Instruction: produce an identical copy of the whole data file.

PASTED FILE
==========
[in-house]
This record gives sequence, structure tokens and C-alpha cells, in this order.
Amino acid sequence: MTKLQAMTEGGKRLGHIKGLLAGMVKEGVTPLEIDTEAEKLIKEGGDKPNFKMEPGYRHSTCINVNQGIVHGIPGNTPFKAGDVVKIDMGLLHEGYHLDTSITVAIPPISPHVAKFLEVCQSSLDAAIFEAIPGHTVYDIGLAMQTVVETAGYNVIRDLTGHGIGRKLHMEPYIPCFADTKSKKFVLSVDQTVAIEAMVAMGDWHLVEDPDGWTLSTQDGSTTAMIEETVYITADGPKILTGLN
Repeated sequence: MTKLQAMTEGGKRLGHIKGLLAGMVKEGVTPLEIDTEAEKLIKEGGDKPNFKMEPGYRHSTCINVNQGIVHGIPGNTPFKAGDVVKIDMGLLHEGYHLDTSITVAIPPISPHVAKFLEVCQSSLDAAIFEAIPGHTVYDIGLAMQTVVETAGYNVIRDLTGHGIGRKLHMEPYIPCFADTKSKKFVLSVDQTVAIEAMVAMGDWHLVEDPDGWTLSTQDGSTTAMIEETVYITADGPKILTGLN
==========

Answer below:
[in-house]
This record gives sequence, structure tokens and C-alpha cells, in this order.
Amino acid sequence: MTKLQAMTEGGKRLGHIKGLLAGMVKEGVTPLEIDTEAEKLIKEGGDKPNFKMEPGYRHSTCINVNQGIVHGIPGNTPFKAGDVVKIDMGLLHEGYHLDTSITVAIPPISPHVAKFLEVCQSSLDAAIFEAIPGHTVYDIGLAMQTVVETAGYNVIRDLTGHGIGRKLHMEPYIPCFADTKSKKFVLSVDQTVAIEAMVAMGDWHLVEDPDGWTLSTQDGSTTAMIEETVYITADGPKILTGLN
Repeated sequence: MTKLQAMTEGGKRLGHIKGLLAGMVKEGVTPLEIDTEAEKLIKEGGDKPNFKMEPGYRHSTCINVNQGIVHGIPGNTPFKAGDVVKIDMGLLHEGYHLDTSITVAIPPISPHVAKFLEVCQSSLDAAIFEAIPGHTVYDIGLAMQTVVETAGYNVIRDLTGHGIGRKLHMEPYIPCFADTKSKKFVLSVDQTVAIEAMVAMGDWHLVEDPDGWTLSTQDGSTTAMIEETVYITADGPKILTGLN